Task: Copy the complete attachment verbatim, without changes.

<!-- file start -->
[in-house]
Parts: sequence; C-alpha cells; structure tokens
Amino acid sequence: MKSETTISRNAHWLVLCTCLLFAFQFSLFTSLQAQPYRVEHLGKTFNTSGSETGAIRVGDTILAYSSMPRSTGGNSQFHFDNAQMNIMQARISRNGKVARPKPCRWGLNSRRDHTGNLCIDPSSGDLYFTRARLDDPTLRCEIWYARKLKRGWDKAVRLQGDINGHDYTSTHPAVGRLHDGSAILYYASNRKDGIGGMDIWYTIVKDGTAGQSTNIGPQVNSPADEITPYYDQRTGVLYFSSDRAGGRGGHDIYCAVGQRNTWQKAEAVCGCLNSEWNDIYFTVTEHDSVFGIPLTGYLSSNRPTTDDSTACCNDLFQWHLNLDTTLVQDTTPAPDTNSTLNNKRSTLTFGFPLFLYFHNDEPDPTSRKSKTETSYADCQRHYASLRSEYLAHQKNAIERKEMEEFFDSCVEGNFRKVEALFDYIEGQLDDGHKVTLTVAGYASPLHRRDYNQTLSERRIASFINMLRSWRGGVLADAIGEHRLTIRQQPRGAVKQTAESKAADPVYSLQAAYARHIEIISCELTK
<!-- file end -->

[in-house]
Parts: sequence; C-alpha cells; structure tokens
Amino acid sequence: MKSETTISRNAHWLVLCTCLLFAFQFSLFTSLQAQPYRVEHLGKTFNTSGSETGAIRVGDTILAYSSMPRSTGGNSQFHFDNAQMNIMQARISRNGKVARPKPCRWGLNSRRDHTGNLCIDPSSGDLYFTRARLDDPTLRCEIWYARKLKRGWDKAVRLQGDINGHDYTSTHPAVGRLHDGSAILYYASNRKDGIGGMDIWYTIVKDGTAGQSTNIGPQVNSPADEITPYYDQRTGVLYFSSDRAGGRGGHDIYCAVGQRNTWQKAEAVCGCLNSEWNDIYFTVTEHDSVFGIPLTGYLSSNRPTTDDSTACCNDLFQWHLNLDTTLVQDTTPAPDTNSTLNNKRSTLTFGFPLFLYFHNDEPDPTSRKSKTETSYADCQRHYASLRSEYLAHQKNAIERKEMEEFFDSCVEGNFRKVEALFDYIEGQLDDGHKVTLTVAGYASPLHRRDYNQTLSERRIASFINMLRSWRGGVLADAIGEHRLTIRQQPRGAVKQTAESKAADPVYSLQAAYARHIEIISCELTK